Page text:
- Eyes On
A representative from the Dayton Children’s says 75 to 90 percent of car seats are installed incorrectly — and a check of a local parking lot backed her claim.
As Jessica Saunders, community relations manager and Safe Kids Greater Dayton Coalition Coordinator for Dayton Children’s, helped check more than a dozen car seats at the Wapakoneta Family YMCA on Tuesday, she found something wrong with nearly every car seat they checked.
“There is usually something we find wrong,” said Saunders, who along with two other representatives from Dayton Children’s and a firefighter from Shawnee Township Fire Department checked the vehicles. “Sometimes the harness is not in the right place, or the child is not in the right car seat.”
Saunders said she sets up car set checks in several counties in Ohio to help make sure a car seat is installed properly in a vehicle, a child is in a proper car seat or booster seat for their age and weight and to educate parents on this topic.
“We do these to educate parents and for safety,” Saunders said.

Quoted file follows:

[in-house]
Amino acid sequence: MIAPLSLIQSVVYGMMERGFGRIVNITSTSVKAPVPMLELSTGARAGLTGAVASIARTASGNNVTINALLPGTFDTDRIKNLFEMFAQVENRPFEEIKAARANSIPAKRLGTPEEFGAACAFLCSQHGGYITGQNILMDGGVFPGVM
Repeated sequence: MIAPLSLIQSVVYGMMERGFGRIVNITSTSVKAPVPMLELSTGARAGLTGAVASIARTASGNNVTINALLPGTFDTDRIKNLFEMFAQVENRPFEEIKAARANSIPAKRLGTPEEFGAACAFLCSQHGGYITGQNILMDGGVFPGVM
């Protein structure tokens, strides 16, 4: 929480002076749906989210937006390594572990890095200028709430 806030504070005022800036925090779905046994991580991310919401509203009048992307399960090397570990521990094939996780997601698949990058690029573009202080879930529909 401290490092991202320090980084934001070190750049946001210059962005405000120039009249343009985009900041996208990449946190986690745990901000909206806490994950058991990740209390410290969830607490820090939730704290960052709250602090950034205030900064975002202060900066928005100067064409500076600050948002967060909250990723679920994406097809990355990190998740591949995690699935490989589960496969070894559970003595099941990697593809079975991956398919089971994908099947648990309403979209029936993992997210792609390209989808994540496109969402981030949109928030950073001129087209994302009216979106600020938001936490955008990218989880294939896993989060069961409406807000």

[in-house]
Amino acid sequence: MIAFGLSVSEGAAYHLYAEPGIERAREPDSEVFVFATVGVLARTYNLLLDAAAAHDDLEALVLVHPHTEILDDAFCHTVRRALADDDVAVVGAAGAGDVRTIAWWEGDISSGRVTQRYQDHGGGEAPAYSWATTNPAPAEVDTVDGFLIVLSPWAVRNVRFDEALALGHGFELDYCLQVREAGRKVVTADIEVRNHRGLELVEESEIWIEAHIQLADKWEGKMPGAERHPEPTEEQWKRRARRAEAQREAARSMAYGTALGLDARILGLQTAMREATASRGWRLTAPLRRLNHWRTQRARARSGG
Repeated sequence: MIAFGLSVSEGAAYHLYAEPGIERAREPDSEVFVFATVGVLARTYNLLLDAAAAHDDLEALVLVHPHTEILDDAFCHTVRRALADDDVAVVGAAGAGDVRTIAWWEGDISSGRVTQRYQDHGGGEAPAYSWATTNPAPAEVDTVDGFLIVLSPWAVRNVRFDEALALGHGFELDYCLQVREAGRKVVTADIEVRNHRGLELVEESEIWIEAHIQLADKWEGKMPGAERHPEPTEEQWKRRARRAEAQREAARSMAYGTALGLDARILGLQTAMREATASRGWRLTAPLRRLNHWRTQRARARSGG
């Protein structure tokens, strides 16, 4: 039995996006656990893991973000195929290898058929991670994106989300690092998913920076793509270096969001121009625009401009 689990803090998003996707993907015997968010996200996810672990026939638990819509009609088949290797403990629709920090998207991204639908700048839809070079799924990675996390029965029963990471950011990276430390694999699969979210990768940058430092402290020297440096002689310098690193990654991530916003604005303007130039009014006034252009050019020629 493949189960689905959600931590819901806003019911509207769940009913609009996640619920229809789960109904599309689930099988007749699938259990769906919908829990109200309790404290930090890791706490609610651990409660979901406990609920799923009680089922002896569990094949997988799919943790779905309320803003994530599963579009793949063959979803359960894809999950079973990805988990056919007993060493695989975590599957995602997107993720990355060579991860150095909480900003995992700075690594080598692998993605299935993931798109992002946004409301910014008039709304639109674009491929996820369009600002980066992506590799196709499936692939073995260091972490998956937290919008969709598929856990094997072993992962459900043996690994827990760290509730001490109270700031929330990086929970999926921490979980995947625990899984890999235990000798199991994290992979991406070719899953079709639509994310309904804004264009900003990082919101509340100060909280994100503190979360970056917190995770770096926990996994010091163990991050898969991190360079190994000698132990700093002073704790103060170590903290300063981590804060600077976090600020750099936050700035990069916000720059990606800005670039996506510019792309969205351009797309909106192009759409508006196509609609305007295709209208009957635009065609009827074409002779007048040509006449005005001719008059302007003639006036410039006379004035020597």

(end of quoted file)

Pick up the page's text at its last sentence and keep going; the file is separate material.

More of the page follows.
In the parking lot of the Wapakoneta Family YMCA on Tuesday, Saunders, along with co-workers Kelli Sharp and Claudia Stiglich, checked car seats, and during this process, they educated parents on expired car seats.
“Yes, car seats can expire,” Saunders said. “It’s a lot to do with technology and technology has changes and car seats do take a beating.”
Saunders said that if they find an expired car seat during checks, then they will give the parent a new car seat for free, and they will help them install it in their vehicle.
On Tuesday, Saunders shared they did pull out a couple car seats that were expired and gave the owners new ones.
One of the car seats that had expired was a three-point harness, which are not sold anymore, as a five-point harness should be used.
Other instances they encounter is when the child has outgrown a car seat, and if Saunders sees this, she will provide the owner with a new one that is age and weight appropriate for the child.
“We are happy to come up from Dayton Children’s and do this,” Saunders said. “It’s nice the YMCA had a day care program, because a lot of clients today came out of the child program. This just shows a good partnership between the hospital and the YMCA.”